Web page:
Watching ‘Daria’ Made Me Feel Seen And Known
The Objects of Our Obsession
We all had them, those all-consuming crushes that took over our teenage lives. In our series The Objects of Our Obsession, writers explore the deeper meanings behind those fixations, and pay tribute to the people who we found totally crush-worthy.
I wasn’t allowed to watch TV as a teenager but somehow—perhaps at my then-boyfriend’s house, where we’d watch Total Request Live together most afternoons before work—I came across Daria, the animated sitcom airing on MTV from 1997 to 2002. When the series begins, Daria, who debuted as a supporting character on Beavis and Butthead, has moved with her family from Highland, Texas, to Lawndale, USA, accompanied by her popular and fashion-obsessed little sister, Quinn, and her benignly neglectful parents, Jake and Helen. In the opening sequence, Daria, a makeup-free brunette with large round glasses, stands motionless in the backcourt of a PE volleyball match, knee pads askew, while everyone else plays enthusiastically. Two girls collide in front of her trying to dig up a kill, the ball hits the floor, and several seconds later Daria half-heartedly sticks out her arm. I didn’t know what "life rights" were when I was 17, but, if I had, I would have complained about not releasing mine.
It’s hardly uncommon to hate high school, but with that signature solipsism of adolescence, I thought I was unique in loathing my small public high school, notable only for its small student body (250) and its excellent girls volleyball team (21 straight regional titles from 1984 to 2004, including second and third place State finishes my freshman and sophomore year). These athletes took PE with normal non-athlete civilians, and the volleyball unit each semester was 53 daily minutes of adrenaline, shame, and nonstop aerobic crisis.
While Quinn adjusts to Lawndale High effortlessly, becoming the leader of the popular girls before she even steps indoors, Daria is placed in a class for students with low self-esteem after purposely failing a psychological assessment. “We tell you over and over again that you’re wonderful, and you just don’t get it. What’s wrong with you?” Helen says, pounding on the dinner table, when given the news Daria will have to take a class to address her low self-esteem. “Don’t worry, I don’t have low self-esteem. It’s a mistake,” Daria replies, in her characteristic affectless drawl. “I have low esteem for everyone else.”
In class, Daria meets Jane Lane, a similarly misanthropic aspiring artist. “I can fill you in later, I’ve taken this course six times,” she whispers to Daria during a particularly nonsensical part of the syllabus. Jane could pass the test, she tells Daria, but she likes having low self-esteem. “It makes me feel special,” she says.
United against a student body of idiots and fools, Daria and Jane endure high school together. Jane gets a boyfriend, Daria tries out contact lenses, they go on field trips and to school dances, they meet daily to eat pizza and watch gonzo news program Sick Sad World (“Is your toll collector wearing pants, a skirt, or nothing but a smile? Cold Breeze on the Interstate, next, on Sick, Sad World!”)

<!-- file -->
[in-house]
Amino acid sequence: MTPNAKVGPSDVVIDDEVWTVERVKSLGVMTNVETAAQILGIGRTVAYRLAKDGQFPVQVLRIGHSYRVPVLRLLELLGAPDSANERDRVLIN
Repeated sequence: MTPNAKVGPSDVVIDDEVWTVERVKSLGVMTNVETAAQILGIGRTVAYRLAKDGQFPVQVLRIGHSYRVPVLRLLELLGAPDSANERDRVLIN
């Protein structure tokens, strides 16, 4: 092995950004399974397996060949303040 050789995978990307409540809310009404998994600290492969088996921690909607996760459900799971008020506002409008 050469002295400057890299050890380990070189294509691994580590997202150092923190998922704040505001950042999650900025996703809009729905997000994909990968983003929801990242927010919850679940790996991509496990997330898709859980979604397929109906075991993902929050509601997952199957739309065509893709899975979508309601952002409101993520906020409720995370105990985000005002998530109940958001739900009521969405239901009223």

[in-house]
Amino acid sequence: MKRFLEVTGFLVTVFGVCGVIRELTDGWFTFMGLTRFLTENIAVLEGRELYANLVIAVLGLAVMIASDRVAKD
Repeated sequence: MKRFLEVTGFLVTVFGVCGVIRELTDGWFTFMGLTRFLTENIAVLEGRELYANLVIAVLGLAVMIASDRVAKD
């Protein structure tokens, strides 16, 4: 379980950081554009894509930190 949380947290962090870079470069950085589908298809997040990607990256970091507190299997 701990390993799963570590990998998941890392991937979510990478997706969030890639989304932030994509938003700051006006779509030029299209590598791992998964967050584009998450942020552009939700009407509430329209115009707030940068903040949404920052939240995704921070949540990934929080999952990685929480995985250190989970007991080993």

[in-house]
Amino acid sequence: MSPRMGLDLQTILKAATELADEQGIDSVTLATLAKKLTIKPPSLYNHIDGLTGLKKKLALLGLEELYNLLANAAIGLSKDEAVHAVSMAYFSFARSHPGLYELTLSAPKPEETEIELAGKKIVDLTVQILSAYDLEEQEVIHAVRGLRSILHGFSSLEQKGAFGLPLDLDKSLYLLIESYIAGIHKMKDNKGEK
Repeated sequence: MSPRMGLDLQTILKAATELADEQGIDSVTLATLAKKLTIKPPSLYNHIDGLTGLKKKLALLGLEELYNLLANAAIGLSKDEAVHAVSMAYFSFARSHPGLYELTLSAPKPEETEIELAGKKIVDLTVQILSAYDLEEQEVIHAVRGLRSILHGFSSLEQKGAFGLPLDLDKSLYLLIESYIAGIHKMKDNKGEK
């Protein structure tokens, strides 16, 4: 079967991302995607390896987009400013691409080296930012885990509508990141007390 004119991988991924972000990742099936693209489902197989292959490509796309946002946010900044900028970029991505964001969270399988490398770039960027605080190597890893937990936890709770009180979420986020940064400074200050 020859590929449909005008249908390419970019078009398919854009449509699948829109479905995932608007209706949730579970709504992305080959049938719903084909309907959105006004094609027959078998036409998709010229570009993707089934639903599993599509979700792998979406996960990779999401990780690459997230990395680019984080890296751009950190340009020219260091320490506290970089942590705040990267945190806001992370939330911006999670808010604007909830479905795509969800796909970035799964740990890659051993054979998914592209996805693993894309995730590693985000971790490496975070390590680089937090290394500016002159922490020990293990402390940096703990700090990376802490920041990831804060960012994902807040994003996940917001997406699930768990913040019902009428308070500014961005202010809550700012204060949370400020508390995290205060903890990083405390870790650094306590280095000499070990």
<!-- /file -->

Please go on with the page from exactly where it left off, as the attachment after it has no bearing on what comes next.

In one episode Daria has to visit the career counselor’s office, staffed by student volunteer Tiffany. “Aren’t you the girl from Quinn’s house?” Tiffany says. As someone with a much more popular sibling, who was tailgated and honked at while driving because people thought my brother was driving our shared car, I felt seen and known.
I graduated high school before Daria did and went to a college where TV was similarly hard to come by (this was the early ‘00s and our dorms did not have cable, I KNOW). But I never really stopped thinking about Daria. Sometimes I’d catch a marathon on someone else’s TV, and for a brief period in my 20s I had cable and saw another season in reruns. Each episode ends with Daria et. al. drawn in unusual costumes or situations (Daria as a Baywatch lifeguard, Jane as David Bowie, Quinn as a gargoyle, etc). I hadn’t realized how these brief flashes of an alternate absurd reality gave me hope for a different future of my own, a life free of volleyball and group projects, a future where I would be transformed from a nerdy nobody into a (literal) butterfly or at least a cool skater chick.
Now that a Daria revival is rumored to be in the works, I’ve considered going back and watching the two seasons and the two made-for-TV movies I still haven’t seen. A good Sick Sad World teaser still makes me laugh, after all, and while I don’t plan on having kids, if I did have a daughter, I’d name her Daria. “I don’t know if I want to finish watching it,” I told my best friend the other day. “I’m worried it will still be really good and then it’ll be over and I’ll be so sad.” “I’ll be so sad,” she repeated back to me, in the deadpan tone I’ve unconsciously adopted as my standard adult register. The similarity was immediately obvious. “I didn’t even mean to do that,” I said.